Spike Brehm, @spikebrehm
There are a lot of use cases where using isomorphic code can reduce code duplication:
- Date & Currency formatting
- Model validation
- Web API interactions
There are already a lot of libraries that are isomorphic:
- jQuery, believe it or not (there's even an npm jQuery module)
- Polyglot (i18n)
In addition to reducing code duplication, using isomorphic libraries can be used to increase performance by moving certain computations to the server (or to the client). This can even be done on the fly to adapt to varying performance constraints.
Ashe Dryden @ashedryden
This talk is especially relevant given recent revalations about Julie Ann Horvath's departure from GitHub. It was also one of my favorite talks at the conference.
So what is diversity? It's a lot more than just gender. It is about people of various backgrounds, experience, and lifestyles.
For example, we have often heard that women only make 80% of what men make, but how many people have heard that Latino women only make 59% of what white men make? This is after accounting for differences in job position, experience, geography, etc.
We also know that the unemployment rate in the US is around 8%, but did you know the unemployment rate for the blind is between 70 and 75%?
What is privilege, exactly? As Ashe puts it: privilege is the "unearned advantages for a perceived trait that puts that person in the "normal" or "default" group. Everyone has privilege in some areas, and not in others. It's nothing to be ashamed of, but it is something we should all be cognizant of.
A few other important terms:
- Stereotype Threat - concern where a person has the potential to confirm a negative stereotype about their social group
- Internalization of the fear from stereotype threat can actually cause people act that way, even if they aren't predisposed to
- Impostor syndrome - a psychological phenomenon in which people are unable to internalize their accomplishments
- Especially pronounced when combined with stereotype threat
- This makes people less likely to apply for certain jobs, submit talks to conferences, or even just attend conferences
- Marginalized - a minority or sub-group being excluded, their needs or desires ignored
- See: Moss-Racusin - Science faculty’s subtle gender biases favor male students
- Even marginalized people do this to each other
Why is there a lack of diversity in tech? For example, women make up 24% of the industry, but only represent 3% of commits to OSS projects.
- Access to technology at an early age
- On average, boys get their first computer at age 11, but girls don't get their first computer until age 14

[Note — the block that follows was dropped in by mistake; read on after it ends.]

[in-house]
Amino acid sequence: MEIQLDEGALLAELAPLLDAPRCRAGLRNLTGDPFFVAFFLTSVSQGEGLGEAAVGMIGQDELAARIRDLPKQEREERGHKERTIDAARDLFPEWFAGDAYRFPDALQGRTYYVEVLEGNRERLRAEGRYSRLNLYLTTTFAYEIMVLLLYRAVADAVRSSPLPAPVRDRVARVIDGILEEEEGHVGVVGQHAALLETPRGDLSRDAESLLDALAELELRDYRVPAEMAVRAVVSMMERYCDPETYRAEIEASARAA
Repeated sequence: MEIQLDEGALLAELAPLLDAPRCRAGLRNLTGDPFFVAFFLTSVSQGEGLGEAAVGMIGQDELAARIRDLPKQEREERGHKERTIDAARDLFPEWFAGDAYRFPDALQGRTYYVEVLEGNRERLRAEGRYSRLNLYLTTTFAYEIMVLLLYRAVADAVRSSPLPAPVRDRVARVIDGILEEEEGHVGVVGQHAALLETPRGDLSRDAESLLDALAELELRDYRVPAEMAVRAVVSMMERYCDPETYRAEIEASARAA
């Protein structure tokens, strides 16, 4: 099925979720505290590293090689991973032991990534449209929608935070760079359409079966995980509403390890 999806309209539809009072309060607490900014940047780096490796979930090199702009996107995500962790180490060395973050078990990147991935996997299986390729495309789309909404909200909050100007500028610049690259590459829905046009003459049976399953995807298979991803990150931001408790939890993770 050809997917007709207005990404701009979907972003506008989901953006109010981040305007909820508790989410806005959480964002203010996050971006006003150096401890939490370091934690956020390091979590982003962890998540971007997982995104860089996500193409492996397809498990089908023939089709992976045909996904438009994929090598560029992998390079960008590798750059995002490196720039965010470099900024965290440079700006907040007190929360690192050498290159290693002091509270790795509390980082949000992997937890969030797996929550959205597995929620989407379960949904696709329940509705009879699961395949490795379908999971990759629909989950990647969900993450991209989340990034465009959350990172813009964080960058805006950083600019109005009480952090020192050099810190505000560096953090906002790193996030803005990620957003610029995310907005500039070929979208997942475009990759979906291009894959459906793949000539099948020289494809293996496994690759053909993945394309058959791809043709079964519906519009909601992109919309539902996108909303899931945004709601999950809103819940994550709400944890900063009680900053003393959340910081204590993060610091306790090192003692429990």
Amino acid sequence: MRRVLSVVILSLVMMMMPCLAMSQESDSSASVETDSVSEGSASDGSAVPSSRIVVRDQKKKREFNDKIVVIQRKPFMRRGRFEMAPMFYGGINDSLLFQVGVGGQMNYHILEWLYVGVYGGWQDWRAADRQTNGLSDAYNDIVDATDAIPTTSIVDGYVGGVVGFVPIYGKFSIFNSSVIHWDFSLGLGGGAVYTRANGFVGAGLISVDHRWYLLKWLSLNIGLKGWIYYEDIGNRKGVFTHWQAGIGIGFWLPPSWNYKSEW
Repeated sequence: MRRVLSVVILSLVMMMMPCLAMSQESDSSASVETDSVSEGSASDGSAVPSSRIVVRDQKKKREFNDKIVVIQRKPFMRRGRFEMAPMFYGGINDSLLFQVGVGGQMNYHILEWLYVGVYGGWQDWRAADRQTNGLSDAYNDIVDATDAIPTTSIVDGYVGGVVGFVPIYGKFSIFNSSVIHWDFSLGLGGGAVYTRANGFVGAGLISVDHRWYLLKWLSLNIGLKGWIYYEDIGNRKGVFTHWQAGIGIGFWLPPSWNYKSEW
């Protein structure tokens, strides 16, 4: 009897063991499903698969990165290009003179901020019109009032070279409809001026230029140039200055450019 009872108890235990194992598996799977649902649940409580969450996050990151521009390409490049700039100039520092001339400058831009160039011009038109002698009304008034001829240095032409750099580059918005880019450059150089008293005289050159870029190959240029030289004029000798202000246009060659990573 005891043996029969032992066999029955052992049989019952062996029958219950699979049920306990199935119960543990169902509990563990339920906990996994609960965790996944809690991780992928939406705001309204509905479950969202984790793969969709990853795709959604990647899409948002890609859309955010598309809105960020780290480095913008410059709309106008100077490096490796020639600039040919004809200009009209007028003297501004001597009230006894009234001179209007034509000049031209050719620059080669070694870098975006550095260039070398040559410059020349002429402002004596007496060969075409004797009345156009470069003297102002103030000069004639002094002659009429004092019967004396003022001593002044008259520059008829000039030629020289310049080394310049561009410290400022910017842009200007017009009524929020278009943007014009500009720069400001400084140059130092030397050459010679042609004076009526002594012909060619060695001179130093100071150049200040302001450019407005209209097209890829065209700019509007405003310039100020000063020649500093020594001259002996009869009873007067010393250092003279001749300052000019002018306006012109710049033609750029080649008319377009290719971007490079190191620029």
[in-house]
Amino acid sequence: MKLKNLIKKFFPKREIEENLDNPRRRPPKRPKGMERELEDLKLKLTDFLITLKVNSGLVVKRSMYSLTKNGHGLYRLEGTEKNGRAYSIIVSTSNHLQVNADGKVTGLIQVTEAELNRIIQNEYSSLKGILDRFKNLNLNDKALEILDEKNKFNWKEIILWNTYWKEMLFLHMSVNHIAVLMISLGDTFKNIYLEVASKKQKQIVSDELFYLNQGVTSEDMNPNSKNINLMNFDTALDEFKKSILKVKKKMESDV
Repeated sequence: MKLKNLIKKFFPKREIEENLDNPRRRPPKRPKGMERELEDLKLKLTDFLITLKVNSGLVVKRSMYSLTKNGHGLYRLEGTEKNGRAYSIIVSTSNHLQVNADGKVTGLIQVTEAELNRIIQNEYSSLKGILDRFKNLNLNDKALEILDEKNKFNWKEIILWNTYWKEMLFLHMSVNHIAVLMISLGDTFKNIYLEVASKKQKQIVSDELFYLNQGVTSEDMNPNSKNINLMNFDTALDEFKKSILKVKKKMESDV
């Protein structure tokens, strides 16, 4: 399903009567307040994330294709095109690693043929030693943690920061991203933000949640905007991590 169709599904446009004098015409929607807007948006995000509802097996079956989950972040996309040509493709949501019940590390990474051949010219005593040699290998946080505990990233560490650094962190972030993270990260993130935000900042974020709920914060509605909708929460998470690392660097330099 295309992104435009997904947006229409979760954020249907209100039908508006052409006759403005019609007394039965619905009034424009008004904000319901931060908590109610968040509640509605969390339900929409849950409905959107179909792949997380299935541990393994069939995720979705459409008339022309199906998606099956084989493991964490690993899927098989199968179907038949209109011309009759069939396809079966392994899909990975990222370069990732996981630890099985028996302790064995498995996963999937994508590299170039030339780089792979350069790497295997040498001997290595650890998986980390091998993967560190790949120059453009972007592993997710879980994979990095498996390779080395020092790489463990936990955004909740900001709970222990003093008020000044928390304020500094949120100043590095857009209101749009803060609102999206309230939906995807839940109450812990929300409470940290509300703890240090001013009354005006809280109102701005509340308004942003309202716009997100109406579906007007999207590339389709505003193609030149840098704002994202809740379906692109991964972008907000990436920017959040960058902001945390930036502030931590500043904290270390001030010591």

- Computer ownership and internet access is much lower among minorities
- Access to quality of education, which is one of the greatest indicator of earning potential
- Schools in poor neighborhoods have lower quality math and science programs
- Access to quality healthcare
- People are generally unwilling to switch jobs if there is a greater risk of loss of healthcare
- People of color, people with disabilities, and LGBTQ people generally have less access to health care
- Women are more likely to be caregivers than men
- Attraction (people wanting to do it)
- Geek stereotype (unpopular, white, skinny, glasses, beard, unsocial, etc) is hindering us
- A person being being exposed to a single example of geek stereotype in school caused them to be 25% less likely to go into STEM
- Women leave the tech industry at twice the rate men do
- 56% of women leave tech within 10 years
- People in marginalized groups are significantly more likely to be harrased at work
- Discrimination - differences in pay, career advancement, job offers, etc
As individuals, what can we do to help improve diversity?
- Education about diversity (such as this talk)
- Get to know people different from you
- Be vigilante about yourself and when you are marginalizing someone else
- We all do it and it's rarely a conscious action
- Learn to apologize
- Talk about these issues openly
- Have the hard conversations when they are necessary, don’t shy away
- Change jobs, if necessary
- Strive to create open and welcoming company cultures
- Make sure companies are compensating equaly through use of statistical analysis of all employees within the company
On a final note: there are a lot of claims presented in this talk. Almost every single claim was backed up with a reference to a scientific study proving the claim. To find out more, check out the presentation.
Jon McKay @jonmckay
Unpacking Technical Decisions
Sarah Mei @sarahmei
The million dollar question when starting a new web project is: what JS framework should I use? There is abundant, often conflicting information out there, and picking the wrong framework can be disastrous for the project.
One of the most powerful ways that we learn as human beings is through repetition, but making these decisions is rare occurance. So we don't really learn how to make these decisions.
We can break down the decision into separate decisions that we do make more frequently. As it turns out, most technical decisions are not based on technical data, but social data (GitHub, Stack Overflow, Twitter, etc)
Each of these areas can be categorized as:
- Interface (prototyping code, README, tutorials, etc)
- Activity (commits, issues, PRs, etc)
- Familiarity (emotional compatibility with code/style)
The first three categories are pretty generic and universal, but familiarity is the odd one out. It is also (arguably) most important. The first three are pretty empirical and usually can lead to "the solution." It's the fourth one that muddies the waters, but also is what ultimately leads us to choose between Angular, Backbone, and Ember.
Familiarity is heavily influenced by current skill set and background, and, all things being equalied, familiarity means less risk.